Last Updated on July 17, 2013 by Fiona Maclean
Fiš – a funny kind of soup – and more at Slavonski Brod:
A friend of mine who came to the UK from the former Yugoslavia used to tell me that the smell of a paprika stew cooking was one of the strongest reminders of his childhood. We did our best to recreate a paprikaš with chicken, but our attempts were at best mediocre and having watched the experts at work in Slavonski Brod I now suspect it might be hard to recreate fiš in the UK not least because the kind of freshwater fish that is common in Slavonia is seldom seen in the UK.
I arrived in Slavonski Brod to great excitement. The mayor of Slavonski Brod was there, with two deputy mayors and a delegation of people from the local tourist office and the town. My hosts had taken over a pizza restaurant just by the old fortress and were busy preparing a bubbling cauldron of fiš. As we watched the deep, fragrant red stew cooking, they explained a little of how it is made.
For each kilo of freshwater fish, you need a litre and a half of water. Two or three medium onions, oil, white wine (preferably local grasavina, if not a chardonnay can be used), a mixture of sweet and spicy paprika (to taste – our cook told us that he made a mild version which could be spiced up with extra hot paprika for those who wanted a hotter dish)and a herb mix which I’ve never come across in the UK but which I suspect included rosemary and oregano.
You also need some way of cooking over an indirect heat – not many UK households have a cauldron!
First stew the onions in oil till they are soft, then add the paprika and stir through for a minute. Then add in a litre of the water. Cook this mixture for 15 minutes. Meanwhile mix together the remaining water with 300-500 ml of wine and two tablespoons of tomato paste. To finish the dish, add the cool wine/water/tomato liquid to the paprika sauce and then add in the fish chopped into large steaks. This, I was told, was important, to cool the cooking liquid down before adding the raw fish. Bring the mixture back up to a gentle simmer and cook for around 30 minutes till the fish pieces rise up to the top.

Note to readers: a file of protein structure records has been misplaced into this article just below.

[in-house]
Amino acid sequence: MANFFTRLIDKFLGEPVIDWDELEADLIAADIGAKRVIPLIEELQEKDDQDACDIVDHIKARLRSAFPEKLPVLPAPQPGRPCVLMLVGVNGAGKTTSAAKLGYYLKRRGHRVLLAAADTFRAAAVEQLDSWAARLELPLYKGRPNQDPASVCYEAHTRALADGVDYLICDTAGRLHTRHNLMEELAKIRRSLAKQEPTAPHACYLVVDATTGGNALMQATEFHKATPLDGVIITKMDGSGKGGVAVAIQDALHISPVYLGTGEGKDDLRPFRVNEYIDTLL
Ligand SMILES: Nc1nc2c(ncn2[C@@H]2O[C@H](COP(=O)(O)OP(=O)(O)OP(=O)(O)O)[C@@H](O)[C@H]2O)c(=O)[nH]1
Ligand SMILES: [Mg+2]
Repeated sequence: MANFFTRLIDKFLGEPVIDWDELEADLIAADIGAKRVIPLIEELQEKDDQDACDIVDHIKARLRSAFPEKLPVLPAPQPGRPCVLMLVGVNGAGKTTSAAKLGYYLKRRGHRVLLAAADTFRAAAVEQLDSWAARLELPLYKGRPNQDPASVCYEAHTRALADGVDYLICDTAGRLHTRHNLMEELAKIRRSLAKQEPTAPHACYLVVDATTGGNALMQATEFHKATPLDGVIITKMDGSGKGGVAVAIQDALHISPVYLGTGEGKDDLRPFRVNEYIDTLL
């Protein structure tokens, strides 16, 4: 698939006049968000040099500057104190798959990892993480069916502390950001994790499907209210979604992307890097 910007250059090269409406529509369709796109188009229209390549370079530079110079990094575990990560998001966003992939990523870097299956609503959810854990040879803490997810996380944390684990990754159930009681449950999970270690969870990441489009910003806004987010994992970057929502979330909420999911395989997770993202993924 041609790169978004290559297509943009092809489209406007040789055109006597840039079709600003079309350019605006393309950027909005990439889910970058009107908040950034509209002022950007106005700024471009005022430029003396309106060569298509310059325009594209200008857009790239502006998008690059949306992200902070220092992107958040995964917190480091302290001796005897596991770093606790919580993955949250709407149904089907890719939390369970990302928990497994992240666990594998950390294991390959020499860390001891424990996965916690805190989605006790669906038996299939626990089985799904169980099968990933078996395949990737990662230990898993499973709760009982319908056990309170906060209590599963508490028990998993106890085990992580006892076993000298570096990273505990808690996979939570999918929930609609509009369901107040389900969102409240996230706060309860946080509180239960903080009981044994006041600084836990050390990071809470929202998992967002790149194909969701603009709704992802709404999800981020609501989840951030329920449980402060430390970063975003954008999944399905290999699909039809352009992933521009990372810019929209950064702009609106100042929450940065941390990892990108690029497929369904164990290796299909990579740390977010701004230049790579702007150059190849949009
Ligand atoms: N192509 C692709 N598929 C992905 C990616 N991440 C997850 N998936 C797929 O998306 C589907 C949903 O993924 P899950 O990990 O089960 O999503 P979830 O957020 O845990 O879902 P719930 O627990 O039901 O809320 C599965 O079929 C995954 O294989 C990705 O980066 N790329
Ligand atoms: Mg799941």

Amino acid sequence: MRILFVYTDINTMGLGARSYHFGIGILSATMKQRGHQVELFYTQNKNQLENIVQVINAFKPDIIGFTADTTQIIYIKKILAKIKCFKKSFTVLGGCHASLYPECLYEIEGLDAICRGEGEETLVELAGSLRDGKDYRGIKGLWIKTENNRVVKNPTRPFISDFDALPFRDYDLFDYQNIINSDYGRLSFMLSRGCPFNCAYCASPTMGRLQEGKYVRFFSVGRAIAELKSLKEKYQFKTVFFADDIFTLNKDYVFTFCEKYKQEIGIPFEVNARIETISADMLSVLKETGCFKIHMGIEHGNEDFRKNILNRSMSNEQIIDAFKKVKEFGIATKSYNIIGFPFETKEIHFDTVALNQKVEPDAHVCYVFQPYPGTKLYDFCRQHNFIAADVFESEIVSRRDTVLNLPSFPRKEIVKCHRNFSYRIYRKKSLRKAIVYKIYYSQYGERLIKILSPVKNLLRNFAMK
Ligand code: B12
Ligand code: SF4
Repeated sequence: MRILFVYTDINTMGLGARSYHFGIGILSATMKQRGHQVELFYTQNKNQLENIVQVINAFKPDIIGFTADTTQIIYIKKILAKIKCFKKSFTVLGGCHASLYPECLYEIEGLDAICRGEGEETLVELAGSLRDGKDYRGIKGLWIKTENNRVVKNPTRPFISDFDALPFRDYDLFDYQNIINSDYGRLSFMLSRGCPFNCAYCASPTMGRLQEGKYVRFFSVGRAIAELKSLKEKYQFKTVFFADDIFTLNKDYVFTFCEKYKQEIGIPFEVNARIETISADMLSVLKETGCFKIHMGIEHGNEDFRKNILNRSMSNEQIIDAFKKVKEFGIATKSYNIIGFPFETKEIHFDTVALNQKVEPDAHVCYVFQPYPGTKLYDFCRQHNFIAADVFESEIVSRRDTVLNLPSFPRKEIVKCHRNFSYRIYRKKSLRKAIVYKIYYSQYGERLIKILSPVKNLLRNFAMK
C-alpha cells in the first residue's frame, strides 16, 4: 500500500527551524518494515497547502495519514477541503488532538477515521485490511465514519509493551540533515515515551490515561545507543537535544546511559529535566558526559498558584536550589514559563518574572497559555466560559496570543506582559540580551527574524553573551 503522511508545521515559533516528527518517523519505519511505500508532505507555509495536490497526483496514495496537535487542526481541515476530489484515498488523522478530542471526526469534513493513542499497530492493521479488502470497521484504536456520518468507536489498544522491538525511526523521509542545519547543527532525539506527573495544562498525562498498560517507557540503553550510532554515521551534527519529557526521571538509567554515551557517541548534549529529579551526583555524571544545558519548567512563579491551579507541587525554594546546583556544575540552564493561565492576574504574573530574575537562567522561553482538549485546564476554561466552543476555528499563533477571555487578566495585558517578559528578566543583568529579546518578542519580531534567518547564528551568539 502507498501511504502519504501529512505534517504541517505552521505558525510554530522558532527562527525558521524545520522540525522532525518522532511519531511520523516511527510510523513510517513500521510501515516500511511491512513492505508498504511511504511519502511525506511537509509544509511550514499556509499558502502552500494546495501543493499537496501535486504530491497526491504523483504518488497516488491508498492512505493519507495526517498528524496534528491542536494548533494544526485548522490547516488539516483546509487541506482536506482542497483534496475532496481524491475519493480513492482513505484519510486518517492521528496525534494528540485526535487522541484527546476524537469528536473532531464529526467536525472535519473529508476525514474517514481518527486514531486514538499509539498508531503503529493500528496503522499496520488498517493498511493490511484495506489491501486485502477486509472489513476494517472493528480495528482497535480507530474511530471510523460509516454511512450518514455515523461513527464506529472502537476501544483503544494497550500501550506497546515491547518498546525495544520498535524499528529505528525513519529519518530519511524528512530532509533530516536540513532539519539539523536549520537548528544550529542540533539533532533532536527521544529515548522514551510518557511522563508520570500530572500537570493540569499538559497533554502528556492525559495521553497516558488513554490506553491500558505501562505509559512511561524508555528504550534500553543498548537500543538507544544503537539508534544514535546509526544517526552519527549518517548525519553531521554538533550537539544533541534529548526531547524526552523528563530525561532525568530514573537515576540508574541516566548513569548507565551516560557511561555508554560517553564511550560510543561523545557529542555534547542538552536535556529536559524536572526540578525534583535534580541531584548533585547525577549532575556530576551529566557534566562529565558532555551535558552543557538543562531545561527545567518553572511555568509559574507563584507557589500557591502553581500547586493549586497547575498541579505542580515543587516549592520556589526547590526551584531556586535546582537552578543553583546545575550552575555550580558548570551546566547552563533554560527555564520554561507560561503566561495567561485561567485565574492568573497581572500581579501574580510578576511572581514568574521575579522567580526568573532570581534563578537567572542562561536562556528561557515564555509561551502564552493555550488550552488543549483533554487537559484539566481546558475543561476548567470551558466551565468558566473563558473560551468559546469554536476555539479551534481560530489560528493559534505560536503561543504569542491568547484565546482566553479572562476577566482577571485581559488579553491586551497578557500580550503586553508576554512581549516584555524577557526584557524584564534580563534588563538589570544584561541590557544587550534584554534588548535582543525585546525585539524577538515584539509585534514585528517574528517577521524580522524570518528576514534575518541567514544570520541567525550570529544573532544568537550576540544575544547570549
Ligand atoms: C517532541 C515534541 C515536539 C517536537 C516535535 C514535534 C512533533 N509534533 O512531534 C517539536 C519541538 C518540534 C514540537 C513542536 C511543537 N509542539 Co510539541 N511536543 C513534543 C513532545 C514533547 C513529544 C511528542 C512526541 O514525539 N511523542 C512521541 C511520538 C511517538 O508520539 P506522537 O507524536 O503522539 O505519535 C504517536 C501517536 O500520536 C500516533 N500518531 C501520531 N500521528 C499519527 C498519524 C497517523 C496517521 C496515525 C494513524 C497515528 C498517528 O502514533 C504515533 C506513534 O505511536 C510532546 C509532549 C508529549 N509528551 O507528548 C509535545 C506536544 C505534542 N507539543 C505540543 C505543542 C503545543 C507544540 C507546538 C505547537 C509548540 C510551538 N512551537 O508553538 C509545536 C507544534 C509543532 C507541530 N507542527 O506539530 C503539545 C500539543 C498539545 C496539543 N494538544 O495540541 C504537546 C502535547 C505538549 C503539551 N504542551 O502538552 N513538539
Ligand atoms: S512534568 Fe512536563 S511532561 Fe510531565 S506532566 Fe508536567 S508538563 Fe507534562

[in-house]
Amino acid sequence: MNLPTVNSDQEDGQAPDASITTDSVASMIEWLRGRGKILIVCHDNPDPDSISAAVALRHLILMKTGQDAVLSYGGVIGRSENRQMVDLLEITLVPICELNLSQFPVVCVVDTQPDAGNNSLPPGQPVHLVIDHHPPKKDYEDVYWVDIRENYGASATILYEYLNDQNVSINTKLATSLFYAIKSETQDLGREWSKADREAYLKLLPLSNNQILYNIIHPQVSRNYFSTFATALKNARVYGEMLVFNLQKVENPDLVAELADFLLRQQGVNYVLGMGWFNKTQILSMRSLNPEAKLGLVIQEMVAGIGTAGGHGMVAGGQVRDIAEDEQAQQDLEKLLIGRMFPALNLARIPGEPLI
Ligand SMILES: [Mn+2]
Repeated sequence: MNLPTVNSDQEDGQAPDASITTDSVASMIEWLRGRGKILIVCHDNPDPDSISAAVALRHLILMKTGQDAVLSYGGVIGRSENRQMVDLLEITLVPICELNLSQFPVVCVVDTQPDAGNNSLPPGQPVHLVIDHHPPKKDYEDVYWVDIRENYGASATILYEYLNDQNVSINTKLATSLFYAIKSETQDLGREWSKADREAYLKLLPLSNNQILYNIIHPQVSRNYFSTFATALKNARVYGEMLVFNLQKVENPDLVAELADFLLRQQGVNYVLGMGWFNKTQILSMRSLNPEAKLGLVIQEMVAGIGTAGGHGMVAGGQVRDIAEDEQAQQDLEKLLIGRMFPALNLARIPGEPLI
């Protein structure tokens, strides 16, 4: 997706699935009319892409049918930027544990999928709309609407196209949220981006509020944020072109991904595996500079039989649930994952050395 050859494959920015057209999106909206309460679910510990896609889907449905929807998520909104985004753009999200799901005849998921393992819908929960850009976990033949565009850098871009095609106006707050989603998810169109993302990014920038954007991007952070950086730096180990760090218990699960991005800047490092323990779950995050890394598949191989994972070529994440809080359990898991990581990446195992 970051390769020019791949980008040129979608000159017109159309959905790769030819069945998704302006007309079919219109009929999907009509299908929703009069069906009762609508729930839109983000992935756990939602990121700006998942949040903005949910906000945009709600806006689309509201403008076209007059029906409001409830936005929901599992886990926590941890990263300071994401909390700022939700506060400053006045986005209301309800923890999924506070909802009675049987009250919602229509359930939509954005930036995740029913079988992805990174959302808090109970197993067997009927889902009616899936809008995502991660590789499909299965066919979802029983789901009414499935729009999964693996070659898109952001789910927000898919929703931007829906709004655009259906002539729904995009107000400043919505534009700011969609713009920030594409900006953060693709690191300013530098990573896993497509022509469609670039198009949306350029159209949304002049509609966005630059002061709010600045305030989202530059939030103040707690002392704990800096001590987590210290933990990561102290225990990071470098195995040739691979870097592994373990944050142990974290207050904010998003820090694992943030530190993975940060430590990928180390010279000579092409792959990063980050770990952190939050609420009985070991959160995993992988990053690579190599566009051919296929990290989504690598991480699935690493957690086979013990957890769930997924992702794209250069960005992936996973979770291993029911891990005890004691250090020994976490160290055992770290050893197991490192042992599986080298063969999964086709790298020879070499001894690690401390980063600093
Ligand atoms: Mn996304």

Serve with fresh bread and flat egg noodles.
To understand a little of why this dish is such a trademark of the region, it is important to realise that the borders of Slavonia are marked by great European river systems of the Danube, Drava and Sava rivers. So, unlike the fish stews I’ve eaten in Italy and France, fiš is a freshwater fish stew, made with Carp, Catfish, Pike, Trout and whatever other freshwater fish is to hand. It is filling and warming without being heavy and at least the version we ate was quite subtle in flavouring. My hosts told me that Slavonski Brod hosts a competition at the start of July on the banks of the river Sava, where over 100 competitors create their own version of fiš at the Fišijada. It must be quite a spectacle, with more than a hundred cauldrons bubbling away full of fiš.
We ate; large bowls of fiš, ours made with carp and catfish, augmented with noodles, soft white bread and more grasavina. It was an occasion perhaps best described as ‘serious fun’ with everyone concentrating on the fiš and debating the finer points of carp versus catfish (apparently the latter is less bony and easier to eat) and which of the rivers running through Slavonia produced the best fish for fiš (consensus was that the Danube should receive that accolade).
Now, having eaten my fill of fiš paprikaš we went to take a look at the fortress. Built in the first half of the eighteenth century, it dates to when Croatia was under Austro Hungarian rule. It was occupied by the Yugoslavian army during the home war and like the town itself suffered some damage. Now, buildings are being transformed into museums to celebrate the history and culture of Croatia.
What I heard as the ‘tambourine’ museum turned out to be a collection of Tambura and Tamburica music, the stringed instrument that looks a little like a guitar or a lute. Small groups (usually of five players) or ‘orchestras’ play the music of Croatia throughout the country, but Slavonski Brod is regarded by many as being the home of the Tambura.
The rest of the fortress now houses reconstructions both permanent and at times living enactments of how it might have been used in the past, when it could accommodate up to 4,000 troops as part of a defense system against the Turkish Empire.
Sadly there wasn’t time to look around the town itself which reportedly has a beautiful square. Of course that’s a great excuse to return. I went on to discover that the Austro-Hungarian influence on this part of Croatia has resulted in some beautiful buildings that might have been airlifted from Vienna. But this was my first stop. One which served as a perfect introduction to the warmth, enthusiasm, energy and humour of this part of the world.
Many thanks to the Croatian National Tourist Board for their hospitality on this visit to Croatia